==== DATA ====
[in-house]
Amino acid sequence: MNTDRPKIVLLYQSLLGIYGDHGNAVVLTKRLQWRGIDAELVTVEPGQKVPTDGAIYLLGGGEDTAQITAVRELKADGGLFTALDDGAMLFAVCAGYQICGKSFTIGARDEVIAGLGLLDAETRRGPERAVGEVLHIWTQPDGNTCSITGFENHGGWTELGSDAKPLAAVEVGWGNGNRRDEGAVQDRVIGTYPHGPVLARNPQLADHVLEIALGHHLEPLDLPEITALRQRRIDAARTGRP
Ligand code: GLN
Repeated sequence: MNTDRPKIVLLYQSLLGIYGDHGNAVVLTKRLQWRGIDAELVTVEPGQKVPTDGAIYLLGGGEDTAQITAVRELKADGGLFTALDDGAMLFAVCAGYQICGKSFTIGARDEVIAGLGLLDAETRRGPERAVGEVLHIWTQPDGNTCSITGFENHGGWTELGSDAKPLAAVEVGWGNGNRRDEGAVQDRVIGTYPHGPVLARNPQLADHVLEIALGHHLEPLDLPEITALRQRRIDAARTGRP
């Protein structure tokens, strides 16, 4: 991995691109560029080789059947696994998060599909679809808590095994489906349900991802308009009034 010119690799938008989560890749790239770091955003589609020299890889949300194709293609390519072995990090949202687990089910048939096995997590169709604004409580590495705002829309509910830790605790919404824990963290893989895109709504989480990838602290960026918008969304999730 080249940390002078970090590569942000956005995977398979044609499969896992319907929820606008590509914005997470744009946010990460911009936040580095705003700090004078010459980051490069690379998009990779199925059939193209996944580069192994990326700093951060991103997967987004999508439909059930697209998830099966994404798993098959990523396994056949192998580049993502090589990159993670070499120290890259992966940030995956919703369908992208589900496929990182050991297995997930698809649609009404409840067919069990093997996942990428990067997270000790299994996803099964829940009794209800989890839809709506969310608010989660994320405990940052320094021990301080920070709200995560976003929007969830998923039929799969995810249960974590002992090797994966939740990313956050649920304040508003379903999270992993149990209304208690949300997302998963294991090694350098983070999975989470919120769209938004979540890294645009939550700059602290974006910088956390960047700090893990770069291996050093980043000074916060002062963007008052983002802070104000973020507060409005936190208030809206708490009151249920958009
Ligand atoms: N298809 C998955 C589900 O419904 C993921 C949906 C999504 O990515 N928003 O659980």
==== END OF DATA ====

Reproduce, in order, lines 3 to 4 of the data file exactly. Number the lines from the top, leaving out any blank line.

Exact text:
Ligand code: GLN
Repeated sequence: MNTDRPKIVLLYQSLLGIYGDHGNAVVLTKRLQWRGIDAELVTVEPGQKVPTDGAIYLLGGGEDTAQITAVRELKADGGLFTALDDGAMLFAVCAGYQICGKSFTIGARDEVIAGLGLLDAETRRGPERAVGEVLHIWTQPDGNTCSITGFENHGGWTELGSDAKPLAAVEVGWGNGNRRDEGAVQDRVIGTYPHGPVLARNPQLADHVLEIALGHHLEPLDLPEITALRQRRIDAARTGRP